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Gold was up on Tuesday morning in Asia, climbing back up from the one-and-a-half-month low seen during the previous session, as hopes for further stimulus measures to boost economic recovery from COVID-19 countered a firmer dollar.

Gold futures were up 0.38% at $1,836.80 by 11:25 PM ET (3:25 AM GMT), after hitting the lowest point since Dec. 2 on Monday. The dollar was down on Tuesday.

Investors await comments from Secretary of the Treasury nominee Janet Yellen, on U.S. stimulus measures and the dollar during her Senate confirmation hearing later in the day.

Yellen will testify before the Senate Finance Committee and will likely touch on topics ranging from foreign-exchange policy to taxes. She is reportedly expected to affirm the U.S.’ commitment to market-determined exchange rates and indicate that the country doesn’t seek a weaker dollar for competitive advantage and is expected to tell the committee that the government must “act big” with its next COVID-19 relief package.

U.S. President-elect Joe Biden outlined a $1.9 trillion stimulus package proposal to jump-start the virus-stricken economy during the previous week.

Across the Atlantic, the European Commission warned that the COVID-19 pandemic was making the bloc’s economic imbalances worse and European finance ministers vowed to provide continued fiscal support for their economies on Monday as they discussed the design of post-COVID-19 recovery plans.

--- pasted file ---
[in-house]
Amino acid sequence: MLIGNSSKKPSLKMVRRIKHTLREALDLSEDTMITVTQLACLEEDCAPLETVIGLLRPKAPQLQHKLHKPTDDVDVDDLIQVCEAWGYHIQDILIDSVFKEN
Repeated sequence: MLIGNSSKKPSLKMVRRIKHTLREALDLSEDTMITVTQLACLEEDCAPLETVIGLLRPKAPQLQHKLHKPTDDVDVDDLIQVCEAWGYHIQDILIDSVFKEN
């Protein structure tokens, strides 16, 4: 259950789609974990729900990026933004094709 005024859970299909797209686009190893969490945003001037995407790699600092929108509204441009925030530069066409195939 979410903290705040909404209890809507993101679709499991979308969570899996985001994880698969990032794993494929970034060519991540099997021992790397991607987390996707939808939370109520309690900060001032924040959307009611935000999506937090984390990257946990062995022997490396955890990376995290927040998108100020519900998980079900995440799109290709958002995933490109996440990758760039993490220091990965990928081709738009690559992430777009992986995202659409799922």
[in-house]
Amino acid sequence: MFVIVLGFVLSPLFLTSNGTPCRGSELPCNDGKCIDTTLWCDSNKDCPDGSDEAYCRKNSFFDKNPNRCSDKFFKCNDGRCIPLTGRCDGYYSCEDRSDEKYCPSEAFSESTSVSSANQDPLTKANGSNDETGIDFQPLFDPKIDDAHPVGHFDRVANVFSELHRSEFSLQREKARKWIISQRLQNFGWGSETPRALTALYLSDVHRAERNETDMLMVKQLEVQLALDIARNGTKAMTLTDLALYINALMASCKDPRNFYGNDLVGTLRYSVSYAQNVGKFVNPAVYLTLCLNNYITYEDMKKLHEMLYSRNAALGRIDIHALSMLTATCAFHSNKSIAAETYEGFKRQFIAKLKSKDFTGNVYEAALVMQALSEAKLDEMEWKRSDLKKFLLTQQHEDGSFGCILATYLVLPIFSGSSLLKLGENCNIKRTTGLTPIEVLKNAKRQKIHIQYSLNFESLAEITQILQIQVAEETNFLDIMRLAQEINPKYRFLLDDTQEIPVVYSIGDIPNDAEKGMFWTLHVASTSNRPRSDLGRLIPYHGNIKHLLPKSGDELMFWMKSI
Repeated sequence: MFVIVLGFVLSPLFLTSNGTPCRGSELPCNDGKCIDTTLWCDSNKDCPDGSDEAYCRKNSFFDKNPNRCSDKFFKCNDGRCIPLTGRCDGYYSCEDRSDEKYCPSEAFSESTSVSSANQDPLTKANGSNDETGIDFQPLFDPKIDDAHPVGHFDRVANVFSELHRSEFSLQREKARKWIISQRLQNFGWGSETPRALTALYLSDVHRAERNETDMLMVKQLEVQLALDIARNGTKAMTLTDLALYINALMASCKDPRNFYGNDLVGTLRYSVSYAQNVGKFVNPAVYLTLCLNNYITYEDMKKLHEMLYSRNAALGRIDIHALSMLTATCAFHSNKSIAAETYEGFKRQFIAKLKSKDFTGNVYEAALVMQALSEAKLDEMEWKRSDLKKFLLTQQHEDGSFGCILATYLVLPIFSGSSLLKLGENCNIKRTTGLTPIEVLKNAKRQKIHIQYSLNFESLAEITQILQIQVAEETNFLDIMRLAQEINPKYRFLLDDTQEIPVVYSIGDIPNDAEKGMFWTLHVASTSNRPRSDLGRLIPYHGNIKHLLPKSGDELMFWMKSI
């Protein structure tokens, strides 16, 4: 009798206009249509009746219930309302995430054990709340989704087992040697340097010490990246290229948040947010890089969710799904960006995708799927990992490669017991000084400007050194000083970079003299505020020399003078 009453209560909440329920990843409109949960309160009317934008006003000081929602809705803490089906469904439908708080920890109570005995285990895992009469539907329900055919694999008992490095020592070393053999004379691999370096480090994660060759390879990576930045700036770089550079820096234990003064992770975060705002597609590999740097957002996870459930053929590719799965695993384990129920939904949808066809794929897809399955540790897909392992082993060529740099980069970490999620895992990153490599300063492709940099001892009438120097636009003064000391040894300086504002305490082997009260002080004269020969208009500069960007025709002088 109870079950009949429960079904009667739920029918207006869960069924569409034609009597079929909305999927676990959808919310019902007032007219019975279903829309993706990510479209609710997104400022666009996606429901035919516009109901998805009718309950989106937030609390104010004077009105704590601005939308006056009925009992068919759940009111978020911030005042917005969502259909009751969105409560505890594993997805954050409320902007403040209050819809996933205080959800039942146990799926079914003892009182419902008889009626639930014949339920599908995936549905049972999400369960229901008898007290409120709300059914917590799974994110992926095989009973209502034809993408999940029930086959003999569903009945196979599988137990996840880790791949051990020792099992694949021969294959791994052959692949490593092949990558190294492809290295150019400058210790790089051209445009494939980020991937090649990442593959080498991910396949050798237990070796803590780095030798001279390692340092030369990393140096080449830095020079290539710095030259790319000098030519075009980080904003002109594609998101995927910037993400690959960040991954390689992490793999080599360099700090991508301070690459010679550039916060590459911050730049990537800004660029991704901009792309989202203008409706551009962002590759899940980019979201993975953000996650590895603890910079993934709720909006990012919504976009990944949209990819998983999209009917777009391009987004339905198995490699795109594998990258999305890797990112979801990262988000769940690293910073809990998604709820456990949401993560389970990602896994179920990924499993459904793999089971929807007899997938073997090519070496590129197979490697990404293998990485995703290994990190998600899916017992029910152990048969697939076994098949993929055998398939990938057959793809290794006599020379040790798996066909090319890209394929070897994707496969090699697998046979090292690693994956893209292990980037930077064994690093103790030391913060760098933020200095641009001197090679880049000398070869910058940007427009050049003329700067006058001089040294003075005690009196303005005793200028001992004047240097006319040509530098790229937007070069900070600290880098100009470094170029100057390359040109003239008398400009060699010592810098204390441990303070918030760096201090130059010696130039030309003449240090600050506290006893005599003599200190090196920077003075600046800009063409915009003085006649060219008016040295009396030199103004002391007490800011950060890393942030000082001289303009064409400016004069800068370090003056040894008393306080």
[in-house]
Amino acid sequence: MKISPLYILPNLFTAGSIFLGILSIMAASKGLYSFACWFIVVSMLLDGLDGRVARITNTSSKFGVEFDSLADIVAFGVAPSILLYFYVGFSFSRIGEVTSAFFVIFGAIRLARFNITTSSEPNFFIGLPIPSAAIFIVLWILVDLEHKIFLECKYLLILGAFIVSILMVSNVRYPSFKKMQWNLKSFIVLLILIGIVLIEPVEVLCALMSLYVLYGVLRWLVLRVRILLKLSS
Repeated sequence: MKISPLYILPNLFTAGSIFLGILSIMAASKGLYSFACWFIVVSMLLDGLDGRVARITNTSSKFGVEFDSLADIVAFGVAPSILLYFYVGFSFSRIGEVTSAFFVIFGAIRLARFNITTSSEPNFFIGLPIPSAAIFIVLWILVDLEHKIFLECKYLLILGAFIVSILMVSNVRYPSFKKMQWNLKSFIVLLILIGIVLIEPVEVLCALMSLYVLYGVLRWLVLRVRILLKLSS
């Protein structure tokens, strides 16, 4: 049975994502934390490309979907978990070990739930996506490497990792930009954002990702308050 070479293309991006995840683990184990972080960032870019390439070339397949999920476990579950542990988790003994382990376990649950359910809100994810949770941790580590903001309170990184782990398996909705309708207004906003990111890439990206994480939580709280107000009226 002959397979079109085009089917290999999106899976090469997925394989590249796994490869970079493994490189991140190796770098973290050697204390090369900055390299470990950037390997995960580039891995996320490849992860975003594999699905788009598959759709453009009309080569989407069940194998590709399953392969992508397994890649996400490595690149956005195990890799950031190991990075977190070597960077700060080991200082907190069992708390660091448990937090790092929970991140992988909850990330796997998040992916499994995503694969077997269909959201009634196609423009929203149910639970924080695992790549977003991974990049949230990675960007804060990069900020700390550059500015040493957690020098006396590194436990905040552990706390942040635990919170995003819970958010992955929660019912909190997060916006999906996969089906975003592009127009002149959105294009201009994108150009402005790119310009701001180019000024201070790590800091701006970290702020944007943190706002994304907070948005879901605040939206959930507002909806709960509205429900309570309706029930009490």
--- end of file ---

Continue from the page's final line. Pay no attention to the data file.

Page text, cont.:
The Global Palladium Fund, which is backed by Russian nickel and palladium mining and smelting company Norilsk Nickel, has launched exchange traded commodities. These blockchain-tracked securities offer investors exposure to palladium, platinum, gold and silver spot prices without owning the metals.

On the central bank side, the European Central Bank and the Bank of Japan will hand down their policy decisions on Thursday.

Meanwhile, International Monetary Fund Managing Director Kristalina Georgieva said the global lender needed more resources to help heavily indebted countries, citing a highly uncertain global economic outlook. World Health Organization Director-General Tedros Adhanom Ghebreyesus also urged a more equitable spread of COVID-19 vaccines doses across countries.


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